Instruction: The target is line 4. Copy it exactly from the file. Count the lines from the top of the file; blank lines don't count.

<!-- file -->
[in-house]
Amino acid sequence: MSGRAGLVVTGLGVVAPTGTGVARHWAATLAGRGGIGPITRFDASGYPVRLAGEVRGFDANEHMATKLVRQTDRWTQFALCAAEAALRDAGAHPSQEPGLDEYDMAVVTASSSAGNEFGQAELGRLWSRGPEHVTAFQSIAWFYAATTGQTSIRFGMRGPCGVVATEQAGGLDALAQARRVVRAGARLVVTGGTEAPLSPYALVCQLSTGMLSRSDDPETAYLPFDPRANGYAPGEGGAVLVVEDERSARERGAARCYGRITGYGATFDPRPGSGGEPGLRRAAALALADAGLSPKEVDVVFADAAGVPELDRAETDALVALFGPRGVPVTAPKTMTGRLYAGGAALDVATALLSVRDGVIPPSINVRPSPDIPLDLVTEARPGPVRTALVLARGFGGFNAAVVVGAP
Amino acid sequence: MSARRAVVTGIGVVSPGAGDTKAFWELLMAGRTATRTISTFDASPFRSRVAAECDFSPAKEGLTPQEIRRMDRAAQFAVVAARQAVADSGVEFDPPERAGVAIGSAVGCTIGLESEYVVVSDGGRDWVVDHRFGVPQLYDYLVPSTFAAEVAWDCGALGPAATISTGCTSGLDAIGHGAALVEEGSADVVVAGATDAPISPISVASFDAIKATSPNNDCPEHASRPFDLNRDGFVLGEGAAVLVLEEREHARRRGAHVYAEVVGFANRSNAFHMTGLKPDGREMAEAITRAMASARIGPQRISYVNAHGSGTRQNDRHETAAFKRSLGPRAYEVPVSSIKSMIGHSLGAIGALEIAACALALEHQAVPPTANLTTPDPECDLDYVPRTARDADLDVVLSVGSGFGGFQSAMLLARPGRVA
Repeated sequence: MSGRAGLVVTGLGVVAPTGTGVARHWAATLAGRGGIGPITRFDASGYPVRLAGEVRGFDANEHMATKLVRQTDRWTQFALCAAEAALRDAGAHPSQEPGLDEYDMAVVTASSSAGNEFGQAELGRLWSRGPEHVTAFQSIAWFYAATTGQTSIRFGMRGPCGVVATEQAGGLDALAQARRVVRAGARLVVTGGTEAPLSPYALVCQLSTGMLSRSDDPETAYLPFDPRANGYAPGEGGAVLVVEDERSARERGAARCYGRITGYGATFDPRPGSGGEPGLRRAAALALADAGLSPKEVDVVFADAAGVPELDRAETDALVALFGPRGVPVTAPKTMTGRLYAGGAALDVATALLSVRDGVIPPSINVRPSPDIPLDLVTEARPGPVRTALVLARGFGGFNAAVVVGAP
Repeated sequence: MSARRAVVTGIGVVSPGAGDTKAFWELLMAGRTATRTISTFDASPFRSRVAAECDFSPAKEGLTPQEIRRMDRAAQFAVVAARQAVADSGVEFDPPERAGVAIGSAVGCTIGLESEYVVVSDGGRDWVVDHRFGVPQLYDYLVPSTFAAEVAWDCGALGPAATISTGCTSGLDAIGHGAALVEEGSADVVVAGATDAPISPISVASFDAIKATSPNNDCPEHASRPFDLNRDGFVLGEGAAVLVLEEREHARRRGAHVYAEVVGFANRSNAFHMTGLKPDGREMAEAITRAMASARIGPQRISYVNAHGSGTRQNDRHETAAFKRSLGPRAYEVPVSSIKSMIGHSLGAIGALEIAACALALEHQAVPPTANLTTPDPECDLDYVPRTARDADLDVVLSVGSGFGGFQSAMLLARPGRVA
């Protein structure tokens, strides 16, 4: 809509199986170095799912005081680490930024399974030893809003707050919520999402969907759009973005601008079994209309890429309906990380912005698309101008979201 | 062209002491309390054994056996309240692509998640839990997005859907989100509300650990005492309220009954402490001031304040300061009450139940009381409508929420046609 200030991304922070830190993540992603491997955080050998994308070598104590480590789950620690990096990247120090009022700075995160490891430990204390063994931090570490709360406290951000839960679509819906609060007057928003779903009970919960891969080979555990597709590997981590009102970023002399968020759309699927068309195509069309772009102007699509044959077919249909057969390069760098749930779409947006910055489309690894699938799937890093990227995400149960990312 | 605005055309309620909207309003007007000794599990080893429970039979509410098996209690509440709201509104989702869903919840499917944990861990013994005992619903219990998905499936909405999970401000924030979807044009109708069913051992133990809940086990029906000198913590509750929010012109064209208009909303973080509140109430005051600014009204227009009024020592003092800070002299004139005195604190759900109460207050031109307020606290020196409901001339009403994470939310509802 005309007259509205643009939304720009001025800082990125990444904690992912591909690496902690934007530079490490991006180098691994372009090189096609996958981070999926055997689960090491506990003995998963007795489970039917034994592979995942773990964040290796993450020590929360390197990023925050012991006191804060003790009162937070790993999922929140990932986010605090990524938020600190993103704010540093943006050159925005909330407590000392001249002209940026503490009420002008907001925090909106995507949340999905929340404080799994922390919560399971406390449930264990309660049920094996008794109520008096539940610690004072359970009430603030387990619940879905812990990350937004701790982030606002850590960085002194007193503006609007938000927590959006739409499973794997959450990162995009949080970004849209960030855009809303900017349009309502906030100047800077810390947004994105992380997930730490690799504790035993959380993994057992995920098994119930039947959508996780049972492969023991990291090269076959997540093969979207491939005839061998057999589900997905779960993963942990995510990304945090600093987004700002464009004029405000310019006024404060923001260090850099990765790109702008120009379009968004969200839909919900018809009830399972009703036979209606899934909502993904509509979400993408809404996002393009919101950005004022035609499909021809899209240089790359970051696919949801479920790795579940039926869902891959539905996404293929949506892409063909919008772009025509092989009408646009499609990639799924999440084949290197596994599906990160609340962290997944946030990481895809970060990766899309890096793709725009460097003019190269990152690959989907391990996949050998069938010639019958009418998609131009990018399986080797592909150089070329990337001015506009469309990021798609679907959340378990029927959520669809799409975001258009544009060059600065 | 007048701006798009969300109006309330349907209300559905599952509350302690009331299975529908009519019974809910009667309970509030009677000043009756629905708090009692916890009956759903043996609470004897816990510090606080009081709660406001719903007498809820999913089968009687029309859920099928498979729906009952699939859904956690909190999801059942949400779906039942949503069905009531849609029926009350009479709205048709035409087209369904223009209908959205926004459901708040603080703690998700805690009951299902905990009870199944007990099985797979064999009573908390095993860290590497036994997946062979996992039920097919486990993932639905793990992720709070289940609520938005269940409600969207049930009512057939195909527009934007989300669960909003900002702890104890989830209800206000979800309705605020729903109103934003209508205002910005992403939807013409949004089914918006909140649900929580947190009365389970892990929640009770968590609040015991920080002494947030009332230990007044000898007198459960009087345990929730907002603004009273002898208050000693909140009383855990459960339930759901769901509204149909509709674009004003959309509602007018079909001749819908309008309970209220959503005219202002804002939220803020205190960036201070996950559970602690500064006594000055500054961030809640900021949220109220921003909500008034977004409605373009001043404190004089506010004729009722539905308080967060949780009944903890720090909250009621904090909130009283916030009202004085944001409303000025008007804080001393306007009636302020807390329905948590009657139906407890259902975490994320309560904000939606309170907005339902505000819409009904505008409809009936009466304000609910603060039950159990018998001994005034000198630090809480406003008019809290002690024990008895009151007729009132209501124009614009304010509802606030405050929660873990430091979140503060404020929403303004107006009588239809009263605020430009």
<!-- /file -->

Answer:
Repeated sequence: MSGRAGLVVTGLGVVAPTGTGVARHWAATLAGRGGIGPITRFDASGYPVRLAGEVRGFDANEHMATKLVRQTDRWTQFALCAAEAALRDAGAHPSQEPGLDEYDMAVVTASSSAGNEFGQAELGRLWSRGPEHVTAFQSIAWFYAATTGQTSIRFGMRGPCGVVATEQAGGLDALAQARRVVRAGARLVVTGGTEAPLSPYALVCQLSTGMLSRSDDPETAYLPFDPRANGYAPGEGGAVLVVEDERSARERGAARCYGRITGYGATFDPRPGSGGEPGLRRAAALALADAGLSPKEVDVVFADAAGVPELDRAETDALVALFGPRGVPVTAPKTMTGRLYAGGAALDVATALLSVRDGVIPPSINVRPSPDIPLDLVTEARPGPVRTALVLARGFGGFNAAVVVGAP